How they work (mechanism of action): In some NSCLCs, the cancer cells have changes in the KRAS gene that cause them to make an abnormal form of the KRAS protein. This abnormal protein helps the cancer cells grow and spread. About 1 in 8 people with NSCLC have a specific type of KRAS gene change called a KRAS G12C mutation. KRAS inhibitors attach to the KRAS G12C protein, which helps keep cancer cells from growing.
These drugs are taken as pills, typically once or twice a day.
NSCLCs with this mutation are often resistant to other targeted drugs, such as EGFR inhibitors (see below).
Examples of KRAS inhibitors:
Side effects of KRAS inhibitors:
How they work (mechanism of action): Epidermal growth factor receptor (EGFR) is a protein on the surface of cells. It normally helps the cells grow and divide. Sometimes NSCLC cells have too much EGFR, which makes them grow faster. Drugs called EGFR inhibitors can block the signal from EGFR that tells the cancer cells to grow. Some of these drugs are often used to treat advanced NSCLCs that have certain mutations in the EGFR gene, although osimertinib can also be used as an adjuvant (additional) treatment after surgery for some earlier-stage lung cancers.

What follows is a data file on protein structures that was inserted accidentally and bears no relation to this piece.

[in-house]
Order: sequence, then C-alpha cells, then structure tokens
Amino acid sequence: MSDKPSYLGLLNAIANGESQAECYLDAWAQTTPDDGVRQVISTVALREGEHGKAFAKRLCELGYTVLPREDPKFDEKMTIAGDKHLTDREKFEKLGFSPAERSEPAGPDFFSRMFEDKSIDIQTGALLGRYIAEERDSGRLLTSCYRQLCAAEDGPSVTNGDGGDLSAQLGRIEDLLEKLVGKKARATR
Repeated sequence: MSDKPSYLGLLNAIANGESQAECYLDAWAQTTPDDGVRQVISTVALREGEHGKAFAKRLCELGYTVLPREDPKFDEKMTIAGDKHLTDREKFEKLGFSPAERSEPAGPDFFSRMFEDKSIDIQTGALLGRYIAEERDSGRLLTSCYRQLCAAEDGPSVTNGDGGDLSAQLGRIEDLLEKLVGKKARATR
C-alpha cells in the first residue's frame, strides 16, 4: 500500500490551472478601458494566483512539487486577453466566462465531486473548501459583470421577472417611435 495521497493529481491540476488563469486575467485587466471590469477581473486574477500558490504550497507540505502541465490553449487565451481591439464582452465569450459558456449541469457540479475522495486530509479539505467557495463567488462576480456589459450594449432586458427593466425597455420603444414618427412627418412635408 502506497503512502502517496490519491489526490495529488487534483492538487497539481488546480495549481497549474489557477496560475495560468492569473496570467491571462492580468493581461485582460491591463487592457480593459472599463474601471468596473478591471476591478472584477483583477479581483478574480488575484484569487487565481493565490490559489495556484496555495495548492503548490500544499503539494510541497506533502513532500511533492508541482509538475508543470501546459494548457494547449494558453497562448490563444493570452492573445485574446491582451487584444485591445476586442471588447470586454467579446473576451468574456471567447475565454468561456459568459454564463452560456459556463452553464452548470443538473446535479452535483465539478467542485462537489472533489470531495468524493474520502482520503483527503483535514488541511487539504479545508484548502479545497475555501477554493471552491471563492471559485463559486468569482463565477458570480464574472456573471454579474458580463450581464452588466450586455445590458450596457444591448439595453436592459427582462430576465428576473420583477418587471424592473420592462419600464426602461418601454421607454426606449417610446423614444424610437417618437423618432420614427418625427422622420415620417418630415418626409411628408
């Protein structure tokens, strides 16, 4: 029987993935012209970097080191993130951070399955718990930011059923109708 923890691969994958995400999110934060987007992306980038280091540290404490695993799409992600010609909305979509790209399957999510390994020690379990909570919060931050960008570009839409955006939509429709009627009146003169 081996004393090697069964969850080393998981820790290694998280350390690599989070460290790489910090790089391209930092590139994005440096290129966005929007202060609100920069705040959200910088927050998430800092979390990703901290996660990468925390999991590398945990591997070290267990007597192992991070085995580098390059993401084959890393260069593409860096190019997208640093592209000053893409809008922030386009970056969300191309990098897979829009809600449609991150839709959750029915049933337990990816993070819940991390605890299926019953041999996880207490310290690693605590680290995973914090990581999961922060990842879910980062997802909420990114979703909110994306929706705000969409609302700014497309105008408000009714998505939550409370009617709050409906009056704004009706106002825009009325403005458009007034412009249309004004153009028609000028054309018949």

Examples of EGFR inhibitors:
Side effects of EGFR inhibitors:
How they work (mechanism of action): About 5% of NSCLCs have a rearrangement in a gene called ALK. This change is often seen in people who don’t smoke (or who are light smokers), who are younger, and who have the adenocarcinoma subtype of NSCLC. The ALK gene rearrangement produces an abnormal ALK protein that causes the cells to grow and spread. Drugs that inhibit this ALK protein are called ALK inhibitors and are taken as an oral pill.